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Honesty and the Price of a Fish

Three fish darted frantically around the plastic bag squatting on the counter. The cashier punched in two codes, and then announced a total.

“You forgot a fish,” my son said, looking up at the woman. “There are three fish in the bag and you only rang up two.”

He was right. She had missed a $6 fish that he would be paying for with his own money. She rang it up, he paid, and we left.

“That was a nice thing you did in there,” my husband said. “Not many people would have pointed that out.”

Honestly, I wasn’t sure whether I would have pointed it out. I hadn’t even noticed the cashier had missed a fish. Maybe I would have figured it evens out with all the fish that die within a week and we never bring back.

Not a fish in my son's tank but one he'd like.

Not from my son’s tank but a fish we had to stare at for a long time.

My son is a fairly honest boy. He’s never been a good liar. Oh, he’s tried. But I can look at him and he caves. His guilty conscience gets him. Faulty cashiers aside, I have the guilty conscience of a hundred nuns. When I know I did something bad, my guilt eats away at me like a fleet of gnawing rats. I punish myself worse than anyone else ever could. I see this trait in my son. While I grew into it, he seems plagued by it now.

He follows rules. He gets antsy when he notices from the backseat that I’m going five miles over the speed limit. When left with his grandparents for an evening, he’ll remind his sister that they can’t have ice cream again because they already had some that day.

That is a trait he did not get from me. Sure, as a kid I knew what it meant to be reliable and I was scared to not follow rules, but I would have easily forgotten a little thing like extra ice cream. I would do anything to get something sweet. I stole a box of brown sugar from the kitchen and hid it in my room to eat whenever I wanted.

I learned the hard way that lies lead to more lies and that you get caught. I stole my parents’ checkbook and hid it in my doll cradle for some authentic play. I didn’t even fess up when I knew they were looking for it. Finally, I returned it when they closed the account.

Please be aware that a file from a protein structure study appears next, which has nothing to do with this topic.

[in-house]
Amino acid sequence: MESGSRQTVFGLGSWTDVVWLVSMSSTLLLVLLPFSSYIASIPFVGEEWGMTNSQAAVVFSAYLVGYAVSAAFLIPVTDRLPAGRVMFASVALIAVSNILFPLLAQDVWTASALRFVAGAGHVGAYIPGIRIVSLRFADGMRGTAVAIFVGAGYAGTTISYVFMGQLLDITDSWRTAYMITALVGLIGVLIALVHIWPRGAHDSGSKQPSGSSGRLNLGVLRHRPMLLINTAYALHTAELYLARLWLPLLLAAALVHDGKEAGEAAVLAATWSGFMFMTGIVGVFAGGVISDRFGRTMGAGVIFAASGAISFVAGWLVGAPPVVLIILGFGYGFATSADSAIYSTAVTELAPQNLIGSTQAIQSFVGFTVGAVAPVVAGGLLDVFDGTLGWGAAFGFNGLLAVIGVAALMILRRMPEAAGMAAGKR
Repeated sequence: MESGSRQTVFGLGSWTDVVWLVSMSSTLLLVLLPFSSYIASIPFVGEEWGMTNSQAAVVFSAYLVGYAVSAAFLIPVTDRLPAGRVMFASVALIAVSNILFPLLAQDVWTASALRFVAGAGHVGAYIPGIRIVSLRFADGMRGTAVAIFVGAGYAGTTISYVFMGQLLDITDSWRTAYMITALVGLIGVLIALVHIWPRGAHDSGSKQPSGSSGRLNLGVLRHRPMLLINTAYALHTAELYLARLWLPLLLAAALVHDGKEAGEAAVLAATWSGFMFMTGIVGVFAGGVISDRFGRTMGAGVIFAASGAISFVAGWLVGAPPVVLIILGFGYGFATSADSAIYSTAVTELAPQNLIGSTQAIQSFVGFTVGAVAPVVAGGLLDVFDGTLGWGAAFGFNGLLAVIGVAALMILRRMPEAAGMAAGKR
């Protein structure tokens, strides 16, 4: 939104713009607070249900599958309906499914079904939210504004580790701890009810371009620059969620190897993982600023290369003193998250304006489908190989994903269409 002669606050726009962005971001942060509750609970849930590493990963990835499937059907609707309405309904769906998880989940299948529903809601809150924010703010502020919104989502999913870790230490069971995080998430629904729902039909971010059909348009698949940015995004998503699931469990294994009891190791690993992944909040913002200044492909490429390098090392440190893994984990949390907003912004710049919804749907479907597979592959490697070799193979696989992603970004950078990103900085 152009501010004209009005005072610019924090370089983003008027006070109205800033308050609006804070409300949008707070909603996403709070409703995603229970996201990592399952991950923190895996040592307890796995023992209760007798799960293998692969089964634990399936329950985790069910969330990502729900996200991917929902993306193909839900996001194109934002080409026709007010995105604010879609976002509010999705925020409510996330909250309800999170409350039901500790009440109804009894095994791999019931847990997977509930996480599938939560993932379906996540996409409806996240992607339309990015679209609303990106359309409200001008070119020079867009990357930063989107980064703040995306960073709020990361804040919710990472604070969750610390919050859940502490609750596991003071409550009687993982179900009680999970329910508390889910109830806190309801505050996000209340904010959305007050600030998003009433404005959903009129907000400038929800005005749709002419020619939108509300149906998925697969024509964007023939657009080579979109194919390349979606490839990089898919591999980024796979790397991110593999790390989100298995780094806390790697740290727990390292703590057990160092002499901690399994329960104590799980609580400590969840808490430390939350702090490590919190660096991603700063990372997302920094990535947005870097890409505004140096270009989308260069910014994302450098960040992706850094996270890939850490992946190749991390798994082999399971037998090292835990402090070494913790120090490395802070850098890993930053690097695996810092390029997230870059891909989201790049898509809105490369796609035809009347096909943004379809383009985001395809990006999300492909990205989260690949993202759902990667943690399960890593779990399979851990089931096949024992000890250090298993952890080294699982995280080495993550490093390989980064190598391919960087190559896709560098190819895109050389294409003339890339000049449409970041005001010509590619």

I didn’t fear dishonesty the way my son does. My daughter seems to be experimenting with dishonesty right now, testing boundaries with little white lies. Her lies often grow out of competition, not wanting to be left behind. When we heard an owl in the middle of the night, she heard it too. She even saw it from her window. In the dark. Three different nights.

Sometimes being the youngest is hard. I remember. When her older brother describes a movie that’s too old for her, my daughter insists she’s seen it too. We all know she is lying.

“Who’s the main character then?” my son quizzes.

“I can’t remember his name.” Hmm, it is a boy.

“What does he look like?”

“Uh, brown hair.”

“Wrong! He has dark hair!”

“That’s what I said!”

The interrogation continues and so does my daughter’s stubborn will.

But when I least expect it, she shows that guilty conscience too. And honesty. After a normal afternoon, she’ll burst into tears and admit she got reprimanded hours earlier at school.

At some point, I know my son will tell me lies. And at some point, I know my daughter will stop. Honestly, it’s what kids do. One day I may even look out my daughter’s window in the middle of the night and see that owl.

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Some Days, ‘I Love You’ Must Be Enough

The morning game of getting dressed begins with a kiss, a smile, and quickly dissolves into tears, fussing, and a mad rush for the right pants. “What’s wrong with these pants or these?” I say, flinging pairs from my daughter’s drawer. Those pinch, those won’t stay up, never mind that she’s been wearing them for three months and chooses this morning with exactly 27 minutes until departure to boycott all of her clothes. She wants the dirty black pair from the laundry room. Fine. Wear stinky clothes. Anything. Come on, come on, come on!

Finally downstairs, the morning didn’t start like anyone intended. Over breakfast, we sneak a peek at each other. I wink—a truce. I won’t send her out into the world holding a grudge over pants.

Mornings aren’t always smooth in this house, but with raccoon eyes and cereal breath, I plant a kiss on the kids’ heads before they bury them in my soft robe, then run out the door.

After school isn’t much better. In two seconds they undo everything I’ve spent the day doing. They toss backpacks, jackets, and muddy shoes on the floor—and I just swept. The contents of their backpacks spill out, covering the entryway like debris from a natural disaster. “Where do our coats go? Please bring me your lunchboxes! Stop pushing your sister! We have three bathrooms! Stop fighting over that one!” Less than a minute in, I’m exhausted and cranky. I try to remedy it by asking about their day.

afterschool mess

Hurricane Kid, after school.